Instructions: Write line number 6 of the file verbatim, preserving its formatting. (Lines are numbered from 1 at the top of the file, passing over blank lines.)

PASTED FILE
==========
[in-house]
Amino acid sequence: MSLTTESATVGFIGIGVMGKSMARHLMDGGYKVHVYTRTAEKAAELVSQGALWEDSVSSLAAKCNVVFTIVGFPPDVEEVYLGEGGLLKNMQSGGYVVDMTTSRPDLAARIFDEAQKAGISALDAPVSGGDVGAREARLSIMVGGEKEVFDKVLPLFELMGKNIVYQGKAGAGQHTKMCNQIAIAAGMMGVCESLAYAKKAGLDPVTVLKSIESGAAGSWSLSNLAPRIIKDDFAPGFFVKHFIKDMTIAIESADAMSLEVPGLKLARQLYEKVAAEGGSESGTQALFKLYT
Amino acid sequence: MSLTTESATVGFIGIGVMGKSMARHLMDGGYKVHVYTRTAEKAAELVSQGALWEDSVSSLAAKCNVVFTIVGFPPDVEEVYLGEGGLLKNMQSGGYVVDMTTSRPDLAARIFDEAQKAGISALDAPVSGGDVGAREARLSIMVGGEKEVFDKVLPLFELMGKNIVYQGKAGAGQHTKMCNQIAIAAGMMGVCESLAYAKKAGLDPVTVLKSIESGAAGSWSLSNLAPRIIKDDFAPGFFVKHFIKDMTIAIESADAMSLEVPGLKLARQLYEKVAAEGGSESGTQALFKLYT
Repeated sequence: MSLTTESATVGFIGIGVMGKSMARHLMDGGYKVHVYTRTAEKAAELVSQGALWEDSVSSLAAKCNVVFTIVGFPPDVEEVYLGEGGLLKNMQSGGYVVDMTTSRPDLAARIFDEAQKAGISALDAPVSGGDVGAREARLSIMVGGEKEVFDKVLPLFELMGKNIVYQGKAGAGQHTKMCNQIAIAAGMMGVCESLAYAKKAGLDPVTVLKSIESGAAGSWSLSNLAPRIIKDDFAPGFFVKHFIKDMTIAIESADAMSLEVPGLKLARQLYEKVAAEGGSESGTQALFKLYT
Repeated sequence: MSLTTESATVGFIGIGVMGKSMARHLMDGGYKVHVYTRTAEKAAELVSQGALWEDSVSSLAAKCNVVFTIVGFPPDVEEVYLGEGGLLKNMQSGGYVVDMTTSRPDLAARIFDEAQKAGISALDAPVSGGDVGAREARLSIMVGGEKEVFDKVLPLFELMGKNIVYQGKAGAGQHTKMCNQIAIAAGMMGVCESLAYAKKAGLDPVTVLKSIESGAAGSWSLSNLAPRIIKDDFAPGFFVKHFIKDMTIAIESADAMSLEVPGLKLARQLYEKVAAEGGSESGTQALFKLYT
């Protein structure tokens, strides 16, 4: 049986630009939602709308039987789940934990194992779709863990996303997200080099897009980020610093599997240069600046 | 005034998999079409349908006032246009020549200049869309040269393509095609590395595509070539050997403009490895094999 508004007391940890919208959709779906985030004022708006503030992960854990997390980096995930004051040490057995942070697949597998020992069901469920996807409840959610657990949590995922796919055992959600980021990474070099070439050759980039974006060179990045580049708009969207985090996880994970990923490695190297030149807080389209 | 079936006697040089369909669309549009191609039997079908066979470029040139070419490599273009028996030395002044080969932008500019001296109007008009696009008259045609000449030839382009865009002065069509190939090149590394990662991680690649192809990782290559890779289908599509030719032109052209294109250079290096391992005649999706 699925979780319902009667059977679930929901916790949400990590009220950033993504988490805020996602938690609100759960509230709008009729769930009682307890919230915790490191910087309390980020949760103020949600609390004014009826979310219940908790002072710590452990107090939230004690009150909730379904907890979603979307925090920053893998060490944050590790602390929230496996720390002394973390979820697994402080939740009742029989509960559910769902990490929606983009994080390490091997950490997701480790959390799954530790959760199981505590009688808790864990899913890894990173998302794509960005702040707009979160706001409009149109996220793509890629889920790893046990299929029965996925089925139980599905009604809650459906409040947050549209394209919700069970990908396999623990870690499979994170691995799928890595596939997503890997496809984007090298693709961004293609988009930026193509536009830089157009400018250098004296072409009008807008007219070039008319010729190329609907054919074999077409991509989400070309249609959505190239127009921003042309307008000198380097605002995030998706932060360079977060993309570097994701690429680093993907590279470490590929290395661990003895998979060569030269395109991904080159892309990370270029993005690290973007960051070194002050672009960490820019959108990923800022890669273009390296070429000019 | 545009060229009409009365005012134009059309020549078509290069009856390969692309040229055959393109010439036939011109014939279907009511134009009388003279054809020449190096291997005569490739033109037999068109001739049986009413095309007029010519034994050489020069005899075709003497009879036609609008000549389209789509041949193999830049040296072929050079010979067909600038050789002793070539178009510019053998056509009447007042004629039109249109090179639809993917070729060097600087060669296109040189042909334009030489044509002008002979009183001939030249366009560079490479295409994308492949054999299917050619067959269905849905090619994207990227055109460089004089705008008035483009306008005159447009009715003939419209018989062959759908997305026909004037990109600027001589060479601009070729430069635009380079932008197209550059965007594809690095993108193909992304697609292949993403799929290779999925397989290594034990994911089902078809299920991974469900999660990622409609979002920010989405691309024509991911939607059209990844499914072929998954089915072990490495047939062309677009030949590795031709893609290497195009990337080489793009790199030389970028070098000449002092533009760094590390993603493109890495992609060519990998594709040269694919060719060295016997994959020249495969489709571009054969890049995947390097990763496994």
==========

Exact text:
């Protein structure tokens, strides 16, 4: 049986630009939602709308039987789940934990194992779709863990996303997200080099897009980020610093599997240069600046 | 005034998999079409349908006032246009020549200049869309040269393509095609590395595509070539050997403009490895094999 508004007391940890919208959709779906985030004022708006503030992960854990997390980096995930004051040490057995942070697949597998020992069901469920996807409840959610657990949590995922796919055992959600980021990474070099070439050759980039974006060179990045580049708009969207985090996880994970990923490695190297030149807080389209 | 079936006697040089369909669309549009191609039997079908066979470029040139070419490599273009028996030395002044080969932008500019001296109007008009696009008259045609000449030839382009865009002065069509190939090149590394990662991680690649192809990782290559890779289908599509030719032109052209294109250079290096391992005649999706 699925979780319902009667059977679930929901916790949400990590009220950033993504988490805020996602938690609100759960509230709008009729769930009682307890919230915790490191910087309390980020949760103020949600609390004014009826979310219940908790002072710590452990107090939230004690009150909730379904907890979603979307925090920053893998060490944050590790602390929230496996720390002394973390979820697994402080939740009742029989509960559910769902990490929606983009994080390490091997950490997701480790959390799954530790959760199981505590009688808790864990899913890894990173998302794509960005702040707009979160706001409009149109996220793509890629889920790893046990299929029965996925089925139980599905009604809650459906409040947050549209394209919700069970990908396999623990870690499979994170691995799928890595596939997503890997496809984007090298693709961004293609988009930026193509536009830089157009400018250098004296072409009008807008007219070039008319010729190329609907054919074999077409991509989400070309249609959505190239127009921003042309307008000198380097605002995030998706932060360079977060993309570097994701690429680093993907590279470490590929290395661990003895998979060569030269395109991904080159892309990370270029993005690290973007960051070194002050672009960490820019959108990923800022890669273009390296070429000019 | 545009060229009409009365005012134009059309020549078509290069009856390969692309040229055959393109010439036939011109014939279907009511134009009388003279054809020449190096291997005569490739033109037999068109001739049986009413095309007029010519034994050489020069005899075709003497009879036609609008000549389209789509041949193999830049040296072929050079010979067909600038050789002793070539178009510019053998056509009447007042004629039109249109090179639809993917070729060097600087060669296109040189042909334009030489044509002008002979009183001939030249366009560079490479295409994308492949054999299917050619067959269905849905090619994207990227055109460089004089705008008035483009306008005159447009009715003939419209018989062959759908997305026909004037990109600027001589060479601009070729430069635009380079932008197209550059965007594809690095993108193909992304697609292949993403799929290779999925397989290594034990994911089902078809299920991974469900999660990622409609979002920010989405691309024509991911939607059209990844499914072929998954089915072990490495047939062309677009030949590795031709893609290497195009990337080489793009790199030389970028070098000449002092533009760094590390993603493109890495992609060519990998594709040269694919060719060295016997994959020249495969489709571009054969890049995947390097990763496994």